Creating a strong engineering argument has much to do with knowing what kinds of argumentative frames and supporting evidence will be most persuasive and credible to the audience being addressed. For engineers, It’s important to recognize the power of clearly laid-out logical structure that includes supporting evidence based on credible research and strong logical grounds. Emotional arguments, while they may come into play in appropriate ways in questions regarding ethics or politics, are not often effective (and can even work to damage credibility when relied upon heavily) in backing up most engineering assertions.

One of the most effective strategies for argumentation in engineering might be simply for you to understand the task of argument composition as an engineering task itself. In many ways, you are “engineering” an argument, the same way that you would design circuits. Because many of us have (mistakenly) come to accept argumentation as a “natural” activity that flows from the act of having something to communicate and then simply “getting it out,” it may be difficult to get used to thinking of argument composition as an undertaking that must be completed systematically. For this reason, a helpful activity might be to “reverse engineer” some logical arguments (either your own or some found in texts available to you) in order to understand how they work. Much like sentence deconstruction, reverse engineering an argument will help you to identify the crucial parts of the argument in relationship to one another. To get started reverse engineering, it’s helpful to be able to recognize some of the most fundamental parts of any argument along with common constructions.

As Irish and Weiss explain in Engineering Communication [1], arguments are composed of three main parts: claim, justification, and evidence. The claim is the main ascertain of the argument. Based on the purpose of your communication, the claim may recommend an action or procedure or advocate for a specific analytical perspective. Justifications are explanations that set up support for the claim by laying out a line of logical reasoning within which the claim could be supported by certain evidence. Finally, the evidence follows through in support of that claim based on the logical structure of the justification.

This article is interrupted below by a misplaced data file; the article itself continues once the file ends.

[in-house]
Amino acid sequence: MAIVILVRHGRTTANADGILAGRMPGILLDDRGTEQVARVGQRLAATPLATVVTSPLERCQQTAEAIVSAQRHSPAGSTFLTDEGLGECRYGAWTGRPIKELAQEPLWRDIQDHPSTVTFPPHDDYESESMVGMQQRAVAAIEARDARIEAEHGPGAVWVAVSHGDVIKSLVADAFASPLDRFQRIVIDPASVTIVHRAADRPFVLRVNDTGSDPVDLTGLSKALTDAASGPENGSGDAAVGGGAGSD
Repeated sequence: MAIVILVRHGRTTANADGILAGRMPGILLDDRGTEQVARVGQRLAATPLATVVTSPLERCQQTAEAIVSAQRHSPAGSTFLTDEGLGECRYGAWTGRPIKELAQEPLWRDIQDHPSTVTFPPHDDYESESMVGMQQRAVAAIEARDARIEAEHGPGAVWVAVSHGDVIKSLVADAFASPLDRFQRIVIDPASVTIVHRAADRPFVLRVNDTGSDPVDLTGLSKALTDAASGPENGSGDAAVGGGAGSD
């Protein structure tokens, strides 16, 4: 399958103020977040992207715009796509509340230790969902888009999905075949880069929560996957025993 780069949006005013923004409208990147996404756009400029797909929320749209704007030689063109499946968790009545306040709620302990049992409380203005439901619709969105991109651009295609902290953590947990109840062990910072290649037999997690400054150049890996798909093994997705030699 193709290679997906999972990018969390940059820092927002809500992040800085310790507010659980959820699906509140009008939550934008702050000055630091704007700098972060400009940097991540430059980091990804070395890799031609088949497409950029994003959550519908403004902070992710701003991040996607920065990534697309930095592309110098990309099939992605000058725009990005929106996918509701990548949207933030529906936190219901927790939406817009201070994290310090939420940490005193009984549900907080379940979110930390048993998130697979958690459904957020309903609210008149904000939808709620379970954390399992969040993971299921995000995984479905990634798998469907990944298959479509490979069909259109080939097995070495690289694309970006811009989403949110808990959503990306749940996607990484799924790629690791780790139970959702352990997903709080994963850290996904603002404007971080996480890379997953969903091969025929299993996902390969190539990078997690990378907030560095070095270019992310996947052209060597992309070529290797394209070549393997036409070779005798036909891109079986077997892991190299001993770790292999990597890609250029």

There are various configurations that and additional elements that claims, justification, and evidence can take, but the most prevalent one in engineering is the Toulmin Model of Argument [1]. In Toulmin argumentation, grounds give some background information for claims, a qualifier may narrow the scope of the claim, justification lays out the logic behind the claim, and evidence supports the claim as well as, perhaps, the logic behind the justification for the claim. It is also important to reconsider rebuttals as crucial to this model, as recognition of alternate viewpoints and making sure to address them also helps to reinforce the strength of an argument [1].

Grounds–>Claim & Qualifier<–Justification & Evidence<–Evidence for Justification/Rebuttal

There is much more that could be noted with regard to effective argumentation. For example, some claims lend themselves more to provability with data (known as analytical claims) and other less (known as interpretive claims) [1].  In addition, there are specific types of rebuttal to be on the lookout for, such as challenges to truth, logical reasoning, or justification and evidence [1]. When responding to these, it is important to give respect to them by handling them seriously and to remember that acknowledging their validity with, in most cases, actually make your argument more credible, whether you choose to dispute them or explain how your claim can transcend them.

Finally, in choosing the most appropriate logical pattern with which to engineer your argument, it will be important to recognize some common logical  patterns. These include problem-solution or cause and effect. Learn more about these and other ways of arranging ideas in information about common rhetorical patterns [1].


[1] R. Irish and P. E. Weiss, Engineering communication: from principles to practice. Oxford University Press, 2013.
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